Scent of a Woman, with Al Pacino, Chris O’Donnell [1992]
I think this is a famous movie? But I had no clue that this one also starts at a prep school. This time, Chris O’Donnell (playing Charlie) is the scholarship student instead of the rich roommate (see School Ties). To earn money during the Thanksgiving holiday, Charlie takes up the job of looking after a retired and blind colonel (played by Al Pacino). But when the colonel insists on them going to NYC for a list of things to do, Charlie’s quiet everyday life is thrown out of water. Meanwhile, he gets to know the colonel and his plans better. And all the while Charlie is struggling about the impending doom concerning a prank he witnessed – does he confess that he knows who the prankers were? Or does he keep silent? Either way there would be consequences. Impressive acting on both Al Pacino’s and Chris O’Donnell’s part, and a memorable ending. (The last thirty minutes of the movie I was all worked up about how the movie would end.)

Vertical Limit, with Chris O’Donnell [2000]
Since my cousin had developed a celebrity crush on Chris O’Donnell, we watched another of his movies – this time when he was thirty years old! The movie was very scary to me – both the nature’s force and humans’ greed and malice. The movie had me sweaty-palmed for its entire length, and in the end I had to wonder whether it was worth to rescue one human life only to lose four more in the process? In German law it is forbidden to weigh human lives and their worth… but it’s so sad, the way they died. They were courageous and it was their choice, but I can’t help but grieve.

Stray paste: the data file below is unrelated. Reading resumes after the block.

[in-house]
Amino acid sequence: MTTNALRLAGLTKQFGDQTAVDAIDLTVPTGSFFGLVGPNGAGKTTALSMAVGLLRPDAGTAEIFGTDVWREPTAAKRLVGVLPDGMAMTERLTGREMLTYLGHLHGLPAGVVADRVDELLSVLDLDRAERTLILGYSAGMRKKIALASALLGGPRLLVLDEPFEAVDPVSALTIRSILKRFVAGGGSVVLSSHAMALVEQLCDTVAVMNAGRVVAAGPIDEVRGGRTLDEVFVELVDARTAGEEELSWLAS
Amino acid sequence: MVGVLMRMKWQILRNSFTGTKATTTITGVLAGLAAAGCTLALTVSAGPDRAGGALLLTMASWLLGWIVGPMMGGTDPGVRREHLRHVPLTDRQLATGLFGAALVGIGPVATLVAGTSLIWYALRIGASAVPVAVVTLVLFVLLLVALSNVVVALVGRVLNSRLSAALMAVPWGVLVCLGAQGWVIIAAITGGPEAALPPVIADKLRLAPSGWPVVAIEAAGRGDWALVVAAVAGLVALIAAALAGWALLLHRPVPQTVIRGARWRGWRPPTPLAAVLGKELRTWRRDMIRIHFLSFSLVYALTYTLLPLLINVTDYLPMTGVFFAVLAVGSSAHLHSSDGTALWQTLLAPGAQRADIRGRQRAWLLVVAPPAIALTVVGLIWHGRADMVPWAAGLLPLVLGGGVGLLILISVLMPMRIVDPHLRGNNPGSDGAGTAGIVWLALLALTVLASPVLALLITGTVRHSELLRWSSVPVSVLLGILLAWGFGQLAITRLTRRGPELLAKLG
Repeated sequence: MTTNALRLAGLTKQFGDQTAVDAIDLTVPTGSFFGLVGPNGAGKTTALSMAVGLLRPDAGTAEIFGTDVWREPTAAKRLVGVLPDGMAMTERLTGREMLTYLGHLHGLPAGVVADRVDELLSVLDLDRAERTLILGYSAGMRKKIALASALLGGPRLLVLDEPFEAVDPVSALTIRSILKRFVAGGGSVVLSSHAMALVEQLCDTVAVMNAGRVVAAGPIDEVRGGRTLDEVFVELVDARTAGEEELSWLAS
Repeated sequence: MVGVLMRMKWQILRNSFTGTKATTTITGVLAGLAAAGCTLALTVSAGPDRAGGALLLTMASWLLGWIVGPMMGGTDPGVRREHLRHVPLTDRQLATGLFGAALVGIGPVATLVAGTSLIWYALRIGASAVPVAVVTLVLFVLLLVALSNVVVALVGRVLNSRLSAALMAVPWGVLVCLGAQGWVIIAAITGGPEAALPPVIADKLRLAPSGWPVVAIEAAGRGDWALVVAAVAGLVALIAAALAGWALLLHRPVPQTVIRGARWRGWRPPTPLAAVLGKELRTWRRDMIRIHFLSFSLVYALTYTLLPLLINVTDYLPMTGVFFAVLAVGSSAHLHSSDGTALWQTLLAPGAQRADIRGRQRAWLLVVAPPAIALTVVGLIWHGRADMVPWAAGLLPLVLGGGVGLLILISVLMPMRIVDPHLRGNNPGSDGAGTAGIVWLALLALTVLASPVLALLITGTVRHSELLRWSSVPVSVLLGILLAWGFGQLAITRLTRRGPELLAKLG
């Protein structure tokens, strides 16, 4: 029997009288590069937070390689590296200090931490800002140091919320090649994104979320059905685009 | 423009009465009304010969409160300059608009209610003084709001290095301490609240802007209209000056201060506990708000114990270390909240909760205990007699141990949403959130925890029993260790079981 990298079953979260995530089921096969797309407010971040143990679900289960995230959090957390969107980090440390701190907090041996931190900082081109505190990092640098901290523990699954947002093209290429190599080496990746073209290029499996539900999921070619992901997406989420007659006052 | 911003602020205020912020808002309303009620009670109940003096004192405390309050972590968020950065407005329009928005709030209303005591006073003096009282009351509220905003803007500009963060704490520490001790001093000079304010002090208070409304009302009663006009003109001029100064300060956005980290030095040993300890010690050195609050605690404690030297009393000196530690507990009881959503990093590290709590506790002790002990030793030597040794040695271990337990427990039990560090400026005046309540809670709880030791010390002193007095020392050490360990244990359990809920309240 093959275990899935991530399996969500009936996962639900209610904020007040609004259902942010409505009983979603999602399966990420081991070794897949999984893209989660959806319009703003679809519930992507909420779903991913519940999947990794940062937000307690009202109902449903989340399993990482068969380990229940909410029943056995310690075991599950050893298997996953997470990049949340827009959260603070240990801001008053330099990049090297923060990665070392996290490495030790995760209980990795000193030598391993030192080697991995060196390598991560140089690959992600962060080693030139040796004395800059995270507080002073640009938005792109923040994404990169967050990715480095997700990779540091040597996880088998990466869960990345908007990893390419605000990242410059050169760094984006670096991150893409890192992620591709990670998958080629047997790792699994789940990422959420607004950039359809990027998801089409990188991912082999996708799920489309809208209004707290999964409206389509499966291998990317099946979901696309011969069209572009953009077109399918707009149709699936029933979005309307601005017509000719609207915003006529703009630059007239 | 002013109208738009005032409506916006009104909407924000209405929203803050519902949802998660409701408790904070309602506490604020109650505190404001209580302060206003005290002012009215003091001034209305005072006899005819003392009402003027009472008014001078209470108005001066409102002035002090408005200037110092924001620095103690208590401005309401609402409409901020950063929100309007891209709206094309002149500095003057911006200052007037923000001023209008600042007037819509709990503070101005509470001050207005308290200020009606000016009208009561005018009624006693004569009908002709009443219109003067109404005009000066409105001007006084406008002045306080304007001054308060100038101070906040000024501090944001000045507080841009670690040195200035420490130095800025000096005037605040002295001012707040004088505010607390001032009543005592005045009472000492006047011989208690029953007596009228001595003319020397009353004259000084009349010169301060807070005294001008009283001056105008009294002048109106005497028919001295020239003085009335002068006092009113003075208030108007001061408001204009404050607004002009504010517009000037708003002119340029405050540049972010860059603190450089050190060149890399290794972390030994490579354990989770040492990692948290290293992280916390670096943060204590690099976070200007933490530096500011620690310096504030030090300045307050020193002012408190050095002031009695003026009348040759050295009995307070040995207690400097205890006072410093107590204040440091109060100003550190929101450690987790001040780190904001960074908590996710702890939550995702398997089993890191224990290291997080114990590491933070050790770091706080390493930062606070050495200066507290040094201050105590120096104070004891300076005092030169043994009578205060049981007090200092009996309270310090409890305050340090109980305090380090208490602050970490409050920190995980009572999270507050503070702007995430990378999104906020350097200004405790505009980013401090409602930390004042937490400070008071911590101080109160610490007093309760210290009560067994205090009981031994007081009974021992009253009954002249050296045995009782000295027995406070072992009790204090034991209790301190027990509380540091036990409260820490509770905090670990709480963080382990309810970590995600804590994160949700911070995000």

Closer, with Jude Law, Julia Roberts, Clive Owen, Natalie Portman [2004]
Dan’s such a child -_- Loved Natalie Portman’s acting, though. And weirdly enough I developed a crush on Clive Owen’s character, Larry. The key theme that binds these four characters is sex, or sexual desire. While there is no explicit sex scene (it’s all told by the characters themselves in retrospective) the movie works with the sexual pull inside the viewers. It also asks the question as to how sex and love and lust are related to each other. The time jumps between the sequences were in a way annoying because I had to wait till I could figure out what the heck happened in those three untold years.

Love in the Afternoon, with Audrey Hepburn and Gary Cooper [1957]
Funny, sweet, sooooo pretty! She really is like a fairy, isn’t she? Ariane’s father was hilarious, too.

Sabrina, with Audrey Hepburn, Humphrey Bogart, William Holden [1954]
Another hilarious and cute mood-lifter.

The Quiet Man, with John Wayne and Maureen O’Hara [1952]
Gorgeous backdrop of Inisfree, with a nosy and loving community, old-fashioned costumes, fiery tempers.

…And Justice for All, with Al Pacino [1979]
Another impressive acting, Al Pacino! My aunt showed me the movie since I will be working in the field of law. Law and legal system are something that are supposed to work together to find out the truth, and to protect the innocent. But all that gets tangled and goes sometimes even under due to procedures and corruption. Although I’m hoping to never work in the criminal laws’ area (but then again, I am reminded of Judge Sotomayor’s words and how civil cases can be more dangerous) …And Justice For All is a movie that will remind me of the laws’ real objective again.